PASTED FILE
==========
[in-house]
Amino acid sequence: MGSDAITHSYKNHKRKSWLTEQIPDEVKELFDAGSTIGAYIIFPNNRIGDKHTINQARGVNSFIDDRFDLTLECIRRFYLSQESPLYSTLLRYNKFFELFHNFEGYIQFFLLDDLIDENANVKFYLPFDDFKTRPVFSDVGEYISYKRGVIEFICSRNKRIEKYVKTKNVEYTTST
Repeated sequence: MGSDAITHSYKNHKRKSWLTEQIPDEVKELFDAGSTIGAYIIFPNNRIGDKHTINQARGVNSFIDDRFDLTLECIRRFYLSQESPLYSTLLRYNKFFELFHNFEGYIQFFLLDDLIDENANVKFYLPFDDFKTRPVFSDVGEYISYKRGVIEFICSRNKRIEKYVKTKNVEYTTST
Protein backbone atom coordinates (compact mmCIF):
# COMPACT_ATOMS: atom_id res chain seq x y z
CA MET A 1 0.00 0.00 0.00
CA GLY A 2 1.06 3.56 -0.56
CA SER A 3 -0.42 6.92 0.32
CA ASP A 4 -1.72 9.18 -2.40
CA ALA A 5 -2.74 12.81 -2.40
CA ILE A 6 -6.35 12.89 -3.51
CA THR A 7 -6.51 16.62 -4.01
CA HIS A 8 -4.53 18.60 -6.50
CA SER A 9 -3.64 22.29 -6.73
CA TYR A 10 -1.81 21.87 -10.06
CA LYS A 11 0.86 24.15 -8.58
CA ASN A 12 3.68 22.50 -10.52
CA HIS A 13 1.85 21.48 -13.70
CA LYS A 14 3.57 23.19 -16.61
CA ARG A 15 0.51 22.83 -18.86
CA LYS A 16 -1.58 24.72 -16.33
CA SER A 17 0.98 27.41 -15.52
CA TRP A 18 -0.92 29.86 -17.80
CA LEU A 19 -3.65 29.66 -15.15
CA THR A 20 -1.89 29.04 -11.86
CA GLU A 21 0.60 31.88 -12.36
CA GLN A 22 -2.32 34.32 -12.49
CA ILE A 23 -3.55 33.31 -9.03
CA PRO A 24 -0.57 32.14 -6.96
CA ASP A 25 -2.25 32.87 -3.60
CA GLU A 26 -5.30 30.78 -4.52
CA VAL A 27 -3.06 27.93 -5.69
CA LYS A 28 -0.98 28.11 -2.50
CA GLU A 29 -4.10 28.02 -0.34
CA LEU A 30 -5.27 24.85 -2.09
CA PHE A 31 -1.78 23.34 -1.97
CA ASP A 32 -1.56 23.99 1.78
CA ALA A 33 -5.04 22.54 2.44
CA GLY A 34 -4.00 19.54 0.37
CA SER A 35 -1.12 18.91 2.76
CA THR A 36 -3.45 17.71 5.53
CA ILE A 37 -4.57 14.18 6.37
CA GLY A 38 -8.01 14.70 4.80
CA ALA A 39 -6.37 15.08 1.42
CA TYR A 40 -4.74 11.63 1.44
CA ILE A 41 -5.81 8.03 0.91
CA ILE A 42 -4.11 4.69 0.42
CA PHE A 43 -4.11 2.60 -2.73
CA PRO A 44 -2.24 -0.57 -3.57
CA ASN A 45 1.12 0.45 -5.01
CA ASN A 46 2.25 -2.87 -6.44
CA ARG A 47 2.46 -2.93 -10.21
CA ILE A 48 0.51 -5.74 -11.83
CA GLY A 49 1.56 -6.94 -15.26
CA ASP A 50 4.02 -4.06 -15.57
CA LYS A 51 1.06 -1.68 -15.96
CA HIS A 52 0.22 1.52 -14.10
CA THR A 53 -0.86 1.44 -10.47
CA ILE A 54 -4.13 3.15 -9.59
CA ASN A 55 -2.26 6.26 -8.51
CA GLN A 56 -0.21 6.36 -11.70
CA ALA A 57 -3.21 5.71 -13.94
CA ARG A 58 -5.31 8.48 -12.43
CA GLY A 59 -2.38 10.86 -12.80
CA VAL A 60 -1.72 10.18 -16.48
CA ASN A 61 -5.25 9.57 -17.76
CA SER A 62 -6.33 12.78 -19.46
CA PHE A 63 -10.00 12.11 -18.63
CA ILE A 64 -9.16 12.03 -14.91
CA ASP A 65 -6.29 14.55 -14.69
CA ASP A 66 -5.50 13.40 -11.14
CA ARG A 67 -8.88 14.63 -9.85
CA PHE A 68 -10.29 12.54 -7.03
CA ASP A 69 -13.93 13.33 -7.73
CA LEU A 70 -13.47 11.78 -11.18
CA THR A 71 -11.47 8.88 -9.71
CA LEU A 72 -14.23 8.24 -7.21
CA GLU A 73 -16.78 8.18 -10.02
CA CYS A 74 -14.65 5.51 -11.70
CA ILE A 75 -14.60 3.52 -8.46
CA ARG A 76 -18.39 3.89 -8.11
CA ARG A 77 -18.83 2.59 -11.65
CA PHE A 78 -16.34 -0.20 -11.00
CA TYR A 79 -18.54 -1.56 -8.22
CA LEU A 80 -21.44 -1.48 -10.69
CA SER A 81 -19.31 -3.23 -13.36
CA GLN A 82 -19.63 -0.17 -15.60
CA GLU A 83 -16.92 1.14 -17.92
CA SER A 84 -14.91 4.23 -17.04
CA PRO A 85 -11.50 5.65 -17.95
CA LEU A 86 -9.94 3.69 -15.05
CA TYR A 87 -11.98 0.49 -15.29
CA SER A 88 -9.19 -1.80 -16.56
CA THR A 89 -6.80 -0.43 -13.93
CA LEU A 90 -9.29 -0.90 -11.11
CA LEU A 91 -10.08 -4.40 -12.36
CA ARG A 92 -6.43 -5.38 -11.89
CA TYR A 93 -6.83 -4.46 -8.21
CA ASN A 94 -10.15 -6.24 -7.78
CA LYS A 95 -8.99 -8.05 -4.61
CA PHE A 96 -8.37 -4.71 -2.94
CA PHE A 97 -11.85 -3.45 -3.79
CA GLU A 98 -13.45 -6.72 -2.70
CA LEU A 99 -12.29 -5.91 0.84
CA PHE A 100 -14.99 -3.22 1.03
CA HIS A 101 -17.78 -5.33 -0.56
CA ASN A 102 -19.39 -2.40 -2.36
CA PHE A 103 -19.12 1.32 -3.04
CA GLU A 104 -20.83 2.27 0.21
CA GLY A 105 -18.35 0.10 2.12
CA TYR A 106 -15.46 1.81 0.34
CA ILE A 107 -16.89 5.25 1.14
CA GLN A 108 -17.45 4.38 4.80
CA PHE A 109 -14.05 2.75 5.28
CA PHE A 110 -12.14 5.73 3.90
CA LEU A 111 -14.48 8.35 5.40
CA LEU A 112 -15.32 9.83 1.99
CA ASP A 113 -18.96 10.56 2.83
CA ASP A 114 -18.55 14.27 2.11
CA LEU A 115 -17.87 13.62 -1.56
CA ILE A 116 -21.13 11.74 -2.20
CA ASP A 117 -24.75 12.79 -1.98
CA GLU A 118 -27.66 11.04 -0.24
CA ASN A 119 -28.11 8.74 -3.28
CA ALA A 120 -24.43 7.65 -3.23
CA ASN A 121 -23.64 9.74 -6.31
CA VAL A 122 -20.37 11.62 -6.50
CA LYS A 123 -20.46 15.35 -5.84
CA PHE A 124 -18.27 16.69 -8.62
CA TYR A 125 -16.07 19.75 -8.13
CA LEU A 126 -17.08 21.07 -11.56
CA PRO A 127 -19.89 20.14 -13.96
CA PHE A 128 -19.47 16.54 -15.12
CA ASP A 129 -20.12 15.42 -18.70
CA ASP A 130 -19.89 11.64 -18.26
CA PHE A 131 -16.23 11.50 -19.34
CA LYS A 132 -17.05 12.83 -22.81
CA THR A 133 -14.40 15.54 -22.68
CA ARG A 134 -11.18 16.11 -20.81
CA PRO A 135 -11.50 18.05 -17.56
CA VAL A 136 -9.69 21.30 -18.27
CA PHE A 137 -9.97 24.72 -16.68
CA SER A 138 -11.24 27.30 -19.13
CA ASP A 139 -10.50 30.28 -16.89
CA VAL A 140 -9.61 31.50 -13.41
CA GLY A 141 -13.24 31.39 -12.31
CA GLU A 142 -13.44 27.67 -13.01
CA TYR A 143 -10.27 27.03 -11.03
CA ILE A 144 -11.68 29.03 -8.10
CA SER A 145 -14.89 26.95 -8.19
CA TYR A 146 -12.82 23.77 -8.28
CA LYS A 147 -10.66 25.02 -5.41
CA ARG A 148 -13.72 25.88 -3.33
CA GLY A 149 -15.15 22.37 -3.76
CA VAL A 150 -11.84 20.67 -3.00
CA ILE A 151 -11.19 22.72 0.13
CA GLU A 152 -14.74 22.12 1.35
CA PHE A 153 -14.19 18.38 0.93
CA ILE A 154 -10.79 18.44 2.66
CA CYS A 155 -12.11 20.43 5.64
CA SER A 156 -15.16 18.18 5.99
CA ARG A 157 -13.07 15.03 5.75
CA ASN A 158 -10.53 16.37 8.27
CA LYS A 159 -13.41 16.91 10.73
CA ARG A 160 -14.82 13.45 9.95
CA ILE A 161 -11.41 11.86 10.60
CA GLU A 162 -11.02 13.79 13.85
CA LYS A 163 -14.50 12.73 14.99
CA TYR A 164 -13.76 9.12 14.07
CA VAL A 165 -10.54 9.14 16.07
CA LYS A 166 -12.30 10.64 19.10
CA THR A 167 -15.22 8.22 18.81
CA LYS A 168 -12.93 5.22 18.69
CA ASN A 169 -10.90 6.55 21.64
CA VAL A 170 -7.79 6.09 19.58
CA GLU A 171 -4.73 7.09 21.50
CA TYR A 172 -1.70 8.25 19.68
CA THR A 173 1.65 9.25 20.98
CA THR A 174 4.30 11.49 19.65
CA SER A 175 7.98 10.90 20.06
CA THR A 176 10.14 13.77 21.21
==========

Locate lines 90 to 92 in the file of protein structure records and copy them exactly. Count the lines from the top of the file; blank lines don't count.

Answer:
CA PRO A 85 -11.50 5.65 -17.95
CA LEU A 86 -9.94 3.69 -15.05
CA TYR A 87 -11.98 0.49 -15.29